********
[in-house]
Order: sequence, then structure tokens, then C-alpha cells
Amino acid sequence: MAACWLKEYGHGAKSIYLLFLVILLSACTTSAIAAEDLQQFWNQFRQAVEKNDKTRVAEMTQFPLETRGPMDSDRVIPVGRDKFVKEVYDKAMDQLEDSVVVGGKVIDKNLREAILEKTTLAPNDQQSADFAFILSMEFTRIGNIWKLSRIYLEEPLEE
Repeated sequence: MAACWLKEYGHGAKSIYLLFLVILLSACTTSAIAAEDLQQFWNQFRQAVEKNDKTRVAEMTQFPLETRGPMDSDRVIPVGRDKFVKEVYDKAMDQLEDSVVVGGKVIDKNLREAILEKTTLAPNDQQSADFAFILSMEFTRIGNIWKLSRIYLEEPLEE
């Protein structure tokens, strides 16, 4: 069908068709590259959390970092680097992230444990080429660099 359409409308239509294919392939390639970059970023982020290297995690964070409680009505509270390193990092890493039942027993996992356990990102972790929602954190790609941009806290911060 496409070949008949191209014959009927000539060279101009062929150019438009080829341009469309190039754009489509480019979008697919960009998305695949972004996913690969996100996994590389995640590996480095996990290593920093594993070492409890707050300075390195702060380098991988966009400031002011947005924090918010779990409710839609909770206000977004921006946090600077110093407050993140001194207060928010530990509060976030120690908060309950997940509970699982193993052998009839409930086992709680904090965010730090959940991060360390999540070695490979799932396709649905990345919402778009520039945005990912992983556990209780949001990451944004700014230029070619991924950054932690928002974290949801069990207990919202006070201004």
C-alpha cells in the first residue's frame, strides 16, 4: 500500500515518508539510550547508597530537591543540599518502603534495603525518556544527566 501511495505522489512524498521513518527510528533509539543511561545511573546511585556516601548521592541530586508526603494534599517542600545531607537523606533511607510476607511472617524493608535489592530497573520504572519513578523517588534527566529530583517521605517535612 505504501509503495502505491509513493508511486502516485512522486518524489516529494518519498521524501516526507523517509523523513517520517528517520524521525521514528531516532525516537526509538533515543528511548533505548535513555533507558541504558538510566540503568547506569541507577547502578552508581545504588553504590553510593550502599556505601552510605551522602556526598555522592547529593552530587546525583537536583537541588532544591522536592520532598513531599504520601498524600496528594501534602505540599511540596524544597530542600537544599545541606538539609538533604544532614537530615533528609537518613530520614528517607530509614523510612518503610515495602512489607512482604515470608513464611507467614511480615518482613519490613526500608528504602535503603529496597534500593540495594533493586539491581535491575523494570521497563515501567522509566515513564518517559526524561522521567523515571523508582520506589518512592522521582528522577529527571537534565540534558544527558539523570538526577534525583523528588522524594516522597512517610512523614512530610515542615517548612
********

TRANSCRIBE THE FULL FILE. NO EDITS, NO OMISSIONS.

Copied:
[in-house]
Order: sequence, then structure tokens, then C-alpha cells
Amino acid sequence: MAACWLKEYGHGAKSIYLLFLVILLSACTTSAIAAEDLQQFWNQFRQAVEKNDKTRVAEMTQFPLETRGPMDSDRVIPVGRDKFVKEVYDKAMDQLEDSVVVGGKVIDKNLREAILEKTTLAPNDQQSADFAFILSMEFTRIGNIWKLSRIYLEEPLEE
Repeated sequence: MAACWLKEYGHGAKSIYLLFLVILLSACTTSAIAAEDLQQFWNQFRQAVEKNDKTRVAEMTQFPLETRGPMDSDRVIPVGRDKFVKEVYDKAMDQLEDSVVVGGKVIDKNLREAILEKTTLAPNDQQSADFAFILSMEFTRIGNIWKLSRIYLEEPLEE
């Protein structure tokens, strides 16, 4: 069908068709590259959390970092680097992230444990080429660099 359409409308239509294919392939390639970059970023982020290297995690964070409680009505509270390193990092890493039942027993996992356990990102972790929602954190790609941009806290911060 496409070949008949191209014959009927000539060279101009062929150019438009080829341009469309190039754009489509480019979008697919960009998305695949972004996913690969996100996994590389995640590996480095996990290593920093594993070492409890707050300075390195702060380098991988966009400031002011947005924090918010779990409710839609909770206000977004921006946090600077110093407050993140001194207060928010530990509060976030120690908060309950997940509970699982193993052998009839409930086992709680904090965010730090959940991060360390999540070695490979799932396709649905990345919402778009520039945005990912992983556990209780949001990451944004700014230029070619991924950054932690928002974290949801069990207990919202006070201004």
C-alpha cells in the first residue's frame, strides 16, 4: 500500500515518508539510550547508597530537591543540599518502603534495603525518556544527566 501511495505522489512524498521513518527510528533509539543511561545511573546511585556516601548521592541530586508526603494534599517542600545531607537523606533511607510476607511472617524493608535489592530497573520504572519513578523517588534527566529530583517521605517535612 505504501509503495502505491509513493508511486502516485512522486518524489516529494518519498521524501516526507523517509523523513517520517528517520524521525521514528531516532525516537526509538533515543528511548533505548535513555533507558541504558538510566540503568547506569541507577547502578552508581545504588553504590553510593550502599556505601552510605551522602556526598555522592547529593552530587546525583537536583537541588532544591522536592520532598513531599504520601498524600496528594501534602505540599511540596524544597530542600537544599545541606538539609538533604544532614537530615533528609537518613530520614528517607530509614523510612518503610515495602512489607512482604515470608513464611507467614511480615518482613519490613526500608528504602535503603529496597534500593540495594533493586539491581535491575523494570521497563515501567522509566515513564518517559526524561522521567523515571523508582520506589518512592522521582528522577529527571537534565540534558544527558539523570538526577534525583523528588522524594516522597512517610512523614512530610515542615517548612